Tag Archives: police shooting

Huck is right about POTUS’s response to shooting


Hell hasn’t frozen over, but it’s a bit chillier down there this morning.

Why? Former Arkansas Gov. Mike Huckabee — a man with whom I rarely agree — offered a fascinating critique of President Obama’s immediate response to the Dallas shootings overnight.

The president, said Huckabee — himself a former Republican candidate for the highest office — politicized the event by introducing the topic of gun control during his statement on the killing of five Dallas law enforcement officers.


The president, Huck said, needed to be more Reaganesque in his response. Huckabee recalled how President Reagan sought to bring the nation together after the Challenger shuttle tragedy. That, he said, ought to be the model for presidents to follow in this time of national grief.

As Politico reported: “During his statement earlier Friday morning in which he condemned the attack as ‘vicious, calculated and despicable,’ Obama remarked that ‘we also know that when people are armed with powerful weapons, unfortunately it makes it more deadly and more tragic, and in the days ahead we are going to have to consider those realities as well.”‘

Huckabee, of course, focused more on the latter part of that statement rather than the first part. But he does make a valid point about how presidents ought to react publicly to events such as this.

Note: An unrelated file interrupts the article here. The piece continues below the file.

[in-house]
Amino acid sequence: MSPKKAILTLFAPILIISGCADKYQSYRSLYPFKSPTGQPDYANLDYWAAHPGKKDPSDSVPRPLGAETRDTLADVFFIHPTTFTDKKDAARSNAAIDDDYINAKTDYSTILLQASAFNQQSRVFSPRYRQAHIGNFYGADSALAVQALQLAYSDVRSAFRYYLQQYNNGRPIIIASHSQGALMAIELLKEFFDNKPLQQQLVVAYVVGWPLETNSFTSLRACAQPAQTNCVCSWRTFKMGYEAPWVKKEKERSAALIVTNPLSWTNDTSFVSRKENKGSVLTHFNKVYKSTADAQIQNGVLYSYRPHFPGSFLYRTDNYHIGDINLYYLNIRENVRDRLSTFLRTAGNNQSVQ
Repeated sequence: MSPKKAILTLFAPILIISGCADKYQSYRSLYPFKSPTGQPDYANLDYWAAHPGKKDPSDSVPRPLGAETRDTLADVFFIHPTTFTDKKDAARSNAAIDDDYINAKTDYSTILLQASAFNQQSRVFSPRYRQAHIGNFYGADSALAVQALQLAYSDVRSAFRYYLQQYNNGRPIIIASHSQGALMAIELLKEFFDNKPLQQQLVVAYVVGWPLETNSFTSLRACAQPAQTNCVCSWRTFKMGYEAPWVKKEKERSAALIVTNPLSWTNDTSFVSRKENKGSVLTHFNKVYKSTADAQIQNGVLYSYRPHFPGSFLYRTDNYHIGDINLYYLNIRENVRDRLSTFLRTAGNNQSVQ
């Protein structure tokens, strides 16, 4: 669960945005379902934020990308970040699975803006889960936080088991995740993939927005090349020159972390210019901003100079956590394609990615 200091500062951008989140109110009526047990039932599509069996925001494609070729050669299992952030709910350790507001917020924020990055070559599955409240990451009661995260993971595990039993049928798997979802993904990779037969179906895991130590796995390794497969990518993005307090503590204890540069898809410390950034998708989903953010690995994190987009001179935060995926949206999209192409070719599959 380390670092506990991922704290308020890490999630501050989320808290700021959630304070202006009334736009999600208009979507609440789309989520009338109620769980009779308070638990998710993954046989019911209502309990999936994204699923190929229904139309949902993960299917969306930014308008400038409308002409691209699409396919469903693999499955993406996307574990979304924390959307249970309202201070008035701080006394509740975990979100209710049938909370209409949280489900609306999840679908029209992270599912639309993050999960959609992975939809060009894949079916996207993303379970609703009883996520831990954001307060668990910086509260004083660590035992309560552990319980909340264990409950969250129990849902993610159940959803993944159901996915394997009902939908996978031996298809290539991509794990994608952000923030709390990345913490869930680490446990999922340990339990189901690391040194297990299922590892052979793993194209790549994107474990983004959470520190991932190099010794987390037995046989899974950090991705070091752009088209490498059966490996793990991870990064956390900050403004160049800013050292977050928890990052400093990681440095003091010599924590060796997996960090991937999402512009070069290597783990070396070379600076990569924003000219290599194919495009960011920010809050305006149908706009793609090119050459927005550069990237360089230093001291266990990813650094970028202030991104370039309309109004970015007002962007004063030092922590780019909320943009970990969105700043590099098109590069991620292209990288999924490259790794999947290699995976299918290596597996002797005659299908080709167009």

“He doesn’t need to inject the divisive arguments like gun control at a time of great grief for the nation,” Huckabee said. “And he ought to do for us what Ronald Reagan did after the Challenger disaster. And that’s remind us of what we have in common, not what separates us. And that’s why I’m always so frustrated. Barack Obama has such great potential to be a leader.”

The president has labeled the acts in Dallas correctly. They were “despicable,” “vicious” and “calculated.”

My hope now is that the president goes to Dallas and embraces the police department and the families of those who were struck down and offers words of healing to a nation that is stunned.

That, too, is how Ronald Reagan would react — and it’s also what Barack Obama has done many times during his presidency.

What took so long to charge this cop?


Laquan McDonald was walking down the middle of a Chicago street in 2014. He was carrying a knife with a 3-inch blade.

Some police officers pulled up. One of them got out of his cruiser and then shot McDonald to death. That’s not all he did. He emptied his service pistol into McDonald.

Sixteen rounds, man!

That was more than a year ago.

This week, Chicago authorities have charged former Officer Jason Van Dyke with murder in McDonald’s death.

I’ve seen the dash-cam video of the incident. It’s about 6 minutes long. Having seen it, I am compelled to join many others in asking: What on Earth took ’em so long to charge the officer with a crime?

The video is graphic. It shows McDonald, who was 17 years of age, simply walking past Van Dyke’s SUV cruiser. Remember, he wasn’t packing any firepower; he was holding a small knife.

The officer opened fire.

I must point out here — as if you need reminding — that McDonald was black and Van Slyke is white.

McDonald’s family didn’t want the video released. To its credit, the network on which I saw the video, NBC, had the decency to blur the image of McDonald lying on the ground as he was being hit by the bullets.